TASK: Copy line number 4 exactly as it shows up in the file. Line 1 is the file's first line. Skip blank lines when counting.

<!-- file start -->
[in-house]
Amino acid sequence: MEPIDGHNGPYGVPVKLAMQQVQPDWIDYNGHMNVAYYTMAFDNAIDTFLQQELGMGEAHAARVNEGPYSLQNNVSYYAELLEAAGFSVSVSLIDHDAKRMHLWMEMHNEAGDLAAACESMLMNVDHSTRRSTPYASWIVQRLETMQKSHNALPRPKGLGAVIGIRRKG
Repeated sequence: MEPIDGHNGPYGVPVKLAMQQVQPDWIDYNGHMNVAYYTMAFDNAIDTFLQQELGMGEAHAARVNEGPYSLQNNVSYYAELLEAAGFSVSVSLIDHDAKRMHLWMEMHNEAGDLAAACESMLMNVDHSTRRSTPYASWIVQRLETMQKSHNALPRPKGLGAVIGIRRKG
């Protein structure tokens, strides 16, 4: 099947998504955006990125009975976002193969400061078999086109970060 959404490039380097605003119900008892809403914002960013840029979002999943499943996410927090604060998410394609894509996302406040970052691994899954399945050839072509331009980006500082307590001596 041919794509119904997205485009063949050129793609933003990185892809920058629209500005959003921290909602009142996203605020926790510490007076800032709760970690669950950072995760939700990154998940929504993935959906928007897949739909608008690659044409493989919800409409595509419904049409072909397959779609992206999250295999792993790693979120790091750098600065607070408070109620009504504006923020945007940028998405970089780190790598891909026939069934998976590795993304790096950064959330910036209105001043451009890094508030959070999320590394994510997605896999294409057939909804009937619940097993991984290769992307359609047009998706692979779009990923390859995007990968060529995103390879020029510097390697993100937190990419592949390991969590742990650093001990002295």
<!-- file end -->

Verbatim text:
């Protein structure tokens, strides 16, 4: 099947998504955006990125009975976002193969400061078999086109970060 959404490039380097605003119900008892809403914002960013840029979002999943499943996410927090604060998410394609894509996302406040970052691994899954399945050839072509331009980006500082307590001596 041919794509119904997205485009063949050129793609933003990185892809920058629209500005959003921290909602009142996203605020926790510490007076800032709760970690669950950072995760939700990154998940929504993935959906928007897949739909608008690659044409493989919800409409595509419904049409072909397959779609992206999250295999792993790693979120790091750098600065607070408070109620009504504006923020945007940028998405970089780190790598891909026939069934998976590795993304790096950064959330910036209105001043451009890094508030959070999320590394994510997605896999294409057939909804009937619940097993991984290769992307359609047009998706692979779009990923390859995007990968060529995103390879020029510097390697993100937190990419592949390991969590742990650093001990002295």